The next chairman of the Republican National Committee will face a money-raising challenge of historic proportions.
The unreleased official budget of the RNC reveals that the Republican Party's national governing body and premier fundraising apparatus begins the 2011-12 presidential election cycle more than $20 million in the hole.
"A record for any year in the past 30 years," Maria Cino, a candidate for the RNC chairmanship and a former deputy transportation secretary, told The Washington Times.
The budget was approved by RNC Chairman Michael S. Steele's Budget Committee.
The document also reveals that the RNC will enter the 2012 presidential election year at least $10 million in arrears. "That is also unheard of in 30 years for a presidential year — or for that matter, any congressional election year," Ms. Cino said.
That figure also comes from the same budget approved by Maryland RNC member Louis Pope — Mr. Steele's hand-picked Budget Committee chairman and a supporter of Mr. Steele's Jan. 14 re-election bid.
"We've never had a debt that big, ever, going into a presidential election cycle," former RNC General Counsel David Norcross told The Times.
Federal Election Commission records show a dismal picture for the next chairman. As of Dec. 29, the RNC had $15,013,443.70 in debts and loans — $12 million more than the deepest RNC financial hole in at least 14 years.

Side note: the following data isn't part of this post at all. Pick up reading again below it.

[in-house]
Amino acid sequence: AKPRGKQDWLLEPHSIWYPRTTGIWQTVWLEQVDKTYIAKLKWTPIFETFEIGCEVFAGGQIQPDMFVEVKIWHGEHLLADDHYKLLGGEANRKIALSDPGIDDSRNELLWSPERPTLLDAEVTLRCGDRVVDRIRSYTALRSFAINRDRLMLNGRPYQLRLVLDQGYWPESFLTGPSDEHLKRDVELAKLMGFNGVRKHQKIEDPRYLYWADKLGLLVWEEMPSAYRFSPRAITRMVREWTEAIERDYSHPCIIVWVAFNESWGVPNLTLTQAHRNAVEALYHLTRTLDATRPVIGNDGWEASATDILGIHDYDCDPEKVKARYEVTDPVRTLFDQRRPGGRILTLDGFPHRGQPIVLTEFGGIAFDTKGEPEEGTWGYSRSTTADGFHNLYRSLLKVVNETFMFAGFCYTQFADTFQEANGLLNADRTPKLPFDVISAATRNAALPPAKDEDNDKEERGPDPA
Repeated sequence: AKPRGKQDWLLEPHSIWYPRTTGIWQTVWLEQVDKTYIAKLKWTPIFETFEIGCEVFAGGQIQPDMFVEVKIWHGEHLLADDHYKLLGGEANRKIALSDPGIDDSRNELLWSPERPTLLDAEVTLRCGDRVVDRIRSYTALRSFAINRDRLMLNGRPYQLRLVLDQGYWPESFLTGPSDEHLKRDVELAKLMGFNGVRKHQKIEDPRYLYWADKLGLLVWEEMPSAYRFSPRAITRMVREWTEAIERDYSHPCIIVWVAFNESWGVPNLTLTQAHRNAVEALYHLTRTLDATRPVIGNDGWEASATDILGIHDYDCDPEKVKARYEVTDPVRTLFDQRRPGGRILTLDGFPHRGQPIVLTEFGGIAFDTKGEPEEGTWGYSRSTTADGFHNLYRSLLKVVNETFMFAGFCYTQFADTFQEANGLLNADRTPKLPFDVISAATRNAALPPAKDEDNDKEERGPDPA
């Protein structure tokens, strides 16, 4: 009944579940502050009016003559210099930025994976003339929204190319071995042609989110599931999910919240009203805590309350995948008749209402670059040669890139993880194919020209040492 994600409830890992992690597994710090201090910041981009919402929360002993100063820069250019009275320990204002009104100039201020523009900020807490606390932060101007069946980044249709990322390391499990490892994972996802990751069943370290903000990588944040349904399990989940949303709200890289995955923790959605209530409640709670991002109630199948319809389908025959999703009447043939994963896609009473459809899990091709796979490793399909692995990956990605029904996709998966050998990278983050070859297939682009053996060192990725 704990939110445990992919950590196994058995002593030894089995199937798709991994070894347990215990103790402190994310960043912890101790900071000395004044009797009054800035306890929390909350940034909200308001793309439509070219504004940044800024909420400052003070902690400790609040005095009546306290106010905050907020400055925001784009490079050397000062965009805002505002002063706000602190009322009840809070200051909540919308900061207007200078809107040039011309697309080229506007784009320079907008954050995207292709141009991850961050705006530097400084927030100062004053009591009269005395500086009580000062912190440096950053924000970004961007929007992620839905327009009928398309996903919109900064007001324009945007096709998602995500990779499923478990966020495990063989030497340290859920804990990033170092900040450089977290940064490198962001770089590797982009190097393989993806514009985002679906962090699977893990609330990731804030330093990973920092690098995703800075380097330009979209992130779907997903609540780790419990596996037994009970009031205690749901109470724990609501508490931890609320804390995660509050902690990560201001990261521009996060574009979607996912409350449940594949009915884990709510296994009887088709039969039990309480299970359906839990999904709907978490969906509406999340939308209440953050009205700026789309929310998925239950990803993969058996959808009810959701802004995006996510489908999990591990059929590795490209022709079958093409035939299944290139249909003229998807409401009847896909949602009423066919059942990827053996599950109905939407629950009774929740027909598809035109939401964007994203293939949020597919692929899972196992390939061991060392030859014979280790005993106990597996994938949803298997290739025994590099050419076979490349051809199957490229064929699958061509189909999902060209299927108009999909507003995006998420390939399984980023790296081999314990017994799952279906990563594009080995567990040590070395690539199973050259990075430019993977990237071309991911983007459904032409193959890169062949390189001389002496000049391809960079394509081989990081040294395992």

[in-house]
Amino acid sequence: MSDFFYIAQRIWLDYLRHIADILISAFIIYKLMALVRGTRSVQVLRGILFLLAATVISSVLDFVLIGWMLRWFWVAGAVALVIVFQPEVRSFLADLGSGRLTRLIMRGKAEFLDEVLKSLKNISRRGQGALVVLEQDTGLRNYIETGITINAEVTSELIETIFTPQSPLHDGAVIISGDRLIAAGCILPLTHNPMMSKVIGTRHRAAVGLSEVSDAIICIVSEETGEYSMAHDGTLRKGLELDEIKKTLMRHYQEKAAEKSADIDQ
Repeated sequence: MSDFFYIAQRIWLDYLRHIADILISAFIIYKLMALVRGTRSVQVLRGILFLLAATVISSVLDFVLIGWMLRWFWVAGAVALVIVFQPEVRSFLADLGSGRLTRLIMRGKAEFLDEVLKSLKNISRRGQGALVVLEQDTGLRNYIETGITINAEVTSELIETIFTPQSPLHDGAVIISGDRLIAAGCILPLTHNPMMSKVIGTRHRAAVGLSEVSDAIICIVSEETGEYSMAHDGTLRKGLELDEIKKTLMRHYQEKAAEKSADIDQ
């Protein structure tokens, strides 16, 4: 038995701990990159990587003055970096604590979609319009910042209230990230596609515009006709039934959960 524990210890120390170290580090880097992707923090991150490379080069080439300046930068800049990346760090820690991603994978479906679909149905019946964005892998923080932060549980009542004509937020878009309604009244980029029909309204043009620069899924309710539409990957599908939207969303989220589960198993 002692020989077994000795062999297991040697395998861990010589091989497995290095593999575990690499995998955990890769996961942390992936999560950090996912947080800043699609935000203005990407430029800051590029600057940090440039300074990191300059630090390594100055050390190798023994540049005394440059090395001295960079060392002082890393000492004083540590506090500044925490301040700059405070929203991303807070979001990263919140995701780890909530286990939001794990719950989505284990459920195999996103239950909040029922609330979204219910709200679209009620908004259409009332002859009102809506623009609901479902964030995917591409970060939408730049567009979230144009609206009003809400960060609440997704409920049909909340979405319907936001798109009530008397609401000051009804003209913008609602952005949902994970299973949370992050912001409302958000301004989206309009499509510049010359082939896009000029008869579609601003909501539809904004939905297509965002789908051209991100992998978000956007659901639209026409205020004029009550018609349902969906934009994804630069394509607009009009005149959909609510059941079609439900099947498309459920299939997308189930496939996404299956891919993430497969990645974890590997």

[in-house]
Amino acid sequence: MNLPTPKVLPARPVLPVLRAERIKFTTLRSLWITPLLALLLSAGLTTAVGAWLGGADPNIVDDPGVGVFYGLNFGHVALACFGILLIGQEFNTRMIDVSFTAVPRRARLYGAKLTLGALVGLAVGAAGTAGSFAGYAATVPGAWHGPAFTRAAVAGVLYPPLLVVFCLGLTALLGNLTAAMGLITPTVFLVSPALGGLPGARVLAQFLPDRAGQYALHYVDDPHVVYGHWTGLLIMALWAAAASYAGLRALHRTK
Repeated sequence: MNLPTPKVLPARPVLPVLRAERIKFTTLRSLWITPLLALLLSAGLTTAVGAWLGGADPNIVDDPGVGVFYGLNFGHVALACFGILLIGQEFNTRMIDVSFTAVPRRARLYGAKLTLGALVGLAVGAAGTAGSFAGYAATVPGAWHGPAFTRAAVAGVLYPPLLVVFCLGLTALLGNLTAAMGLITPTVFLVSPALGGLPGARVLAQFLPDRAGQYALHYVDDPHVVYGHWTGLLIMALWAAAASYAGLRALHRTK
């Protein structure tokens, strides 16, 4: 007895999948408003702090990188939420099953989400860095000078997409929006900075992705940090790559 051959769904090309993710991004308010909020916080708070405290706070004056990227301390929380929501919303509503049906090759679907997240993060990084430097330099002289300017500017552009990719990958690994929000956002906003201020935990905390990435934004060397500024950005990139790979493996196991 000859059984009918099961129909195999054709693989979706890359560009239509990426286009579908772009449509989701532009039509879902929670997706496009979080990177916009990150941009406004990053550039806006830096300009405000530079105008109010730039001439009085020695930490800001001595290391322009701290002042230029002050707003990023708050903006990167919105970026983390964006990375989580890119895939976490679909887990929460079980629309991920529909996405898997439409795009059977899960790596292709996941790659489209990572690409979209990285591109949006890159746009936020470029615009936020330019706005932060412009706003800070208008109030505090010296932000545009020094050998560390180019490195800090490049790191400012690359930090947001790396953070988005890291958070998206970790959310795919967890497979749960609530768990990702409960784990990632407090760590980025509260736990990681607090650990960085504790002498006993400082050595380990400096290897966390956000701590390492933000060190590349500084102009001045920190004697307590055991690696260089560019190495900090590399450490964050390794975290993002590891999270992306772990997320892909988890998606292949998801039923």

That $15 million in IOUs compares with the zero indebtedness in the comparable period before the 2007-08 presidential cycle, the insignificant $1,446 before the 2003-04 period, the $3 million going into the 1999-2000 cycle and the $2.5 million at the comparable point before the 1995-96 presidential election period.
The contrast is even more startling in presidential election years, FEC data show. The RNC began 1996, 2004 and 2008 debt-free. Although the national committee began the 2000 presidential election year with $2 million in debt, it was $8 million less than the Steele budget says will be the case on Jan. 1, 2012.
Senior Republican officials expressed astonishment at the extent of the debt.
Unable to raise money from major donors who said they did not trust the RNC to use the money wisely under Mr. Steele's stewardship, the national committee voted to borrow $15 million to help get it through the 2010 midterm election season.
"The Steele Budget document calls for $10 million of that debt to be carried forward into 2012 — far more than the RNC has ever had to carry forward in my memory," Kentucky RNC member and former national committee Chairman Mike Duncan told The Times.
Mr. Steele took six months to find someone who would agree to serve as the RNC's finance chairman - a role that requires widely acknowledged probity, the private cell phone numbers of other captains of industry and banking and the ability to recruit them to bundle maximum allowable contributions from other wealthy prospects.
RNC Finance Committee Chairman Peter Terpeluk, chosen by Mr. Steele, proved to be not up to the task, especially given the public spanking that successful former RNC finance chairmen have handed Mr. Steele over the past two years.
Mr. Terpeluk resigned in mid-December without a formal announcement or explanation.
Mr. Steele did not respond to a question e-mailed and telephoned to his press aide as to whether he would replace Mr. Terpeluk before the Jan. 14 election or wait until afterward, to fill the post if Mr. Steele wins re-election.